Software Patents Put to the Test – a Bad Sign for Trolls?


One of the challenges presented by software patents, which are commonly asserted by so-called patent assertion entities (aka, patent trolls), is determining what the patent covers. Often the invention is described in vague terms that are difficult to decipher. A recent Federal Circuit decision involving online advertising patents may force patent applicants to describe their invention with particularity and assist in invalidating unduly vague patents.

In Function Media, L.L.C. v. Google Inc., a patent assertion entity sued Google for allegedly infringing three advertising patents. The patents describe a method and system to facilitate online advertising on multiple advertising outlets, such as newspapers and websites. According to the patents, in the past, advertisers had to manually ensure that their ads conform to the differing requirements of each advertising venue. For example, if one website required square ads with red borders, while another required rectangular ads with blue borders, the prior art systems required the advertiser to manually create both ads. The alleged invention eliminates this inefficiency by automatically formatting the ads to fit each publisher’s requirements and sending them out for publication. Google’s AdSense for Content and AdSense for Mobile products, when used in conjunction with Google’s AdWords interface, were accused of infringement.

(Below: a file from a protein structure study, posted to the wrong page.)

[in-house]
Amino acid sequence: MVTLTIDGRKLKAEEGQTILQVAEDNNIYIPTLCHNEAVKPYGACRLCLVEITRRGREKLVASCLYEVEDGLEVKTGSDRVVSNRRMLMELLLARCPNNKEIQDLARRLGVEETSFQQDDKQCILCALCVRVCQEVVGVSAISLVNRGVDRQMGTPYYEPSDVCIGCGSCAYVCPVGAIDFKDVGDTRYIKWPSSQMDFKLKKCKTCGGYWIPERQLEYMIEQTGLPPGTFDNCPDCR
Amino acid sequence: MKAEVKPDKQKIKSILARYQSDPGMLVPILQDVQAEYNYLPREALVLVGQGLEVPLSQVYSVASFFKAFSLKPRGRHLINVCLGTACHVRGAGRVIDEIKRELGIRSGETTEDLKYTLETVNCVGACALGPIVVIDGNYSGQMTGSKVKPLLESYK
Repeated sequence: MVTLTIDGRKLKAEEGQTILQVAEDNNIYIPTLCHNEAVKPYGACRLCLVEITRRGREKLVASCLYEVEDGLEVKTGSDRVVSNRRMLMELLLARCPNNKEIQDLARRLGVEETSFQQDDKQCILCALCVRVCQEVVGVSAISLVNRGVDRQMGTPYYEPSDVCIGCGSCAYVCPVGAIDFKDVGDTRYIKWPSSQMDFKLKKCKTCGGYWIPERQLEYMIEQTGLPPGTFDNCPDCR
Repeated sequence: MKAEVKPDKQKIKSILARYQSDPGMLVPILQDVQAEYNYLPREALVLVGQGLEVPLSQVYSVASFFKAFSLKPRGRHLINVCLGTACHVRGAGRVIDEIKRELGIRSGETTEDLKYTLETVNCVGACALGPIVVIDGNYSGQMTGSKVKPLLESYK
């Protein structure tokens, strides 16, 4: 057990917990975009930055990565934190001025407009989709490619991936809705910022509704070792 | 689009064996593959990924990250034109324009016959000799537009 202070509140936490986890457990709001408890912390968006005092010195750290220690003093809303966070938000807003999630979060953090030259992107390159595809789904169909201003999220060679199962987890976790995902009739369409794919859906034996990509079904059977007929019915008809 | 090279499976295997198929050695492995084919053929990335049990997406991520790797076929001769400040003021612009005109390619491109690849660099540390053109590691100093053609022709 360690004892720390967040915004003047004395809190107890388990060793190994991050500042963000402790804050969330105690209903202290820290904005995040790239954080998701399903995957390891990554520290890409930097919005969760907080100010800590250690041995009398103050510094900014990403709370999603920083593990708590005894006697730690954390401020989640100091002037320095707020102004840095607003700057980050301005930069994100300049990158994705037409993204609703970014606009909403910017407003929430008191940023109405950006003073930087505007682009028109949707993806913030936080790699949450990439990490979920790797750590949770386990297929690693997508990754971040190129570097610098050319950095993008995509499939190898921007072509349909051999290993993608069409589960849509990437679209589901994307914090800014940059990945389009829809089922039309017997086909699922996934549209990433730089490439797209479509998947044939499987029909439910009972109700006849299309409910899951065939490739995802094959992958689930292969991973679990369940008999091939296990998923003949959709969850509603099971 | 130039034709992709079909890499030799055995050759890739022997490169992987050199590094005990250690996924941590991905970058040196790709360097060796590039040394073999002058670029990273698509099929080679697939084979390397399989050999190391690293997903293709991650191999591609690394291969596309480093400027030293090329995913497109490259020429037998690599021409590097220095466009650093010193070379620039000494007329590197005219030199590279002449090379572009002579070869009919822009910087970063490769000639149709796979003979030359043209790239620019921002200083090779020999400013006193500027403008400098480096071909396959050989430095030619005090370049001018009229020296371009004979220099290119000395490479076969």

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Topics:  Advertising, Google, Patent Applications, Patent Trolls, Patents, Software, Vagueness

Published In: Communications & Media Updates, Intellectual Property Updates, Science, Computers & Technology Updates

DISCLAIMER: Because of the generality of this update, the information provided herein may not be applicable in all situations and should not be acted upon without specific legal advice based on particular situations.

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